Oklahoma Attorney General Scott Pruitt, one of the most outspoken opponents of the Environmental Protection Agency (EPA), is now the agency’s chief.
Senate Republicans confirmed Pruitt on Friday afternoon, despite hours of protesting from Democrats who unsuccessfully tried to delay his confirmation vote until they had sufficient time to review some 3,000 emails between his office and fossil fuel companies. Every Republican except Susan Collins (R-Maine) voted to confirm Pruitt. Two Democrats from fossil fuel-producing states — Senators Joe Manchin (D-West Virginia) and Heidi Heitkamp (D-North Dakota) — broke with their party and voted for Pruitt’s confirmation. Senators John McCain (R-Arizona) and Joe Donnelly (D-Indiana) did not vote.
Pruitt is considered to be a longtime friend of extractive industries as the top lawyer for a state friendly to the practice of hydraulic fracturing (fracking). Fracking has become so pervasive in Oklahoma that the state’s unusually high rate of earthquakes is attributed to the practice, which involves shooting highly pressurized jets of water mixed with chemicals underground to extract natural gas. The state of Oklahoma admitted that it experienced 475 more earthquakes in 2014 than it did in 2013, before fracking became a major industry.
As the New York Times reported, Pruitt has, on more than one occasion, used the power of his office to act on behalf of fossil fuel companies upset with EPA regulations meant to safeguard clean air and water. Devon Energy executive Bill Whitsitt once sent Pruitt over 1,000 words of draft language complaining about regulations on carbon dioxide emissions from coal-fired power plants. Pruitt only changed a handful of Whitsitt’s words before putting it on state letterhead and sending the letter to Lisa Jackson, the EPA administrator for the Obama administration.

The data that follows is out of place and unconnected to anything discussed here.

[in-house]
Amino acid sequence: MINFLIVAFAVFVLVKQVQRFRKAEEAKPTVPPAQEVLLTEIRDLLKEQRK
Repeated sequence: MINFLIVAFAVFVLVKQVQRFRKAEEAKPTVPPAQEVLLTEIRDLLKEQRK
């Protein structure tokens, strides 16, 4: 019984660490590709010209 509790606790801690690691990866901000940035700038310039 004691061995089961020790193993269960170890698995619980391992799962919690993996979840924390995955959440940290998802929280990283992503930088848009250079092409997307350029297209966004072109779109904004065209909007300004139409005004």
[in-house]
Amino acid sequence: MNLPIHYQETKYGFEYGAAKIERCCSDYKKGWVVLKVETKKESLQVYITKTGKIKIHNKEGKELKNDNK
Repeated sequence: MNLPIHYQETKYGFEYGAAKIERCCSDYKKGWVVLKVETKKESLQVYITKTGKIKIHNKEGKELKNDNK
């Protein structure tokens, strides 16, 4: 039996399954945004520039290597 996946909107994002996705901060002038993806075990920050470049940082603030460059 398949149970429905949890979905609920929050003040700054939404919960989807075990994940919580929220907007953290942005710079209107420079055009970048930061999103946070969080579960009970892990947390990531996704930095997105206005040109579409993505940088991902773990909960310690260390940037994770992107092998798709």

Pruitt has sued the EPA 14 times as Oklahoma’s Attorney General, and received over $250,000 in campaign contributions from the oil & gas lobby since 2010. The CEO of a fossil fuel company was also the chairman of Pruitt’s re-election campaign.
President Donald Trump is expected to soon release anywhere between two and five new executive orders aimed at weakening the EPA following Pruitt’s confirmation.
Tom Cahill is a writer for US Uncut based in the Pacific Northwest. He specializes in coverage of political, economic, and environmental news. You can contact him via email at [email protected], or follow him on Facebook.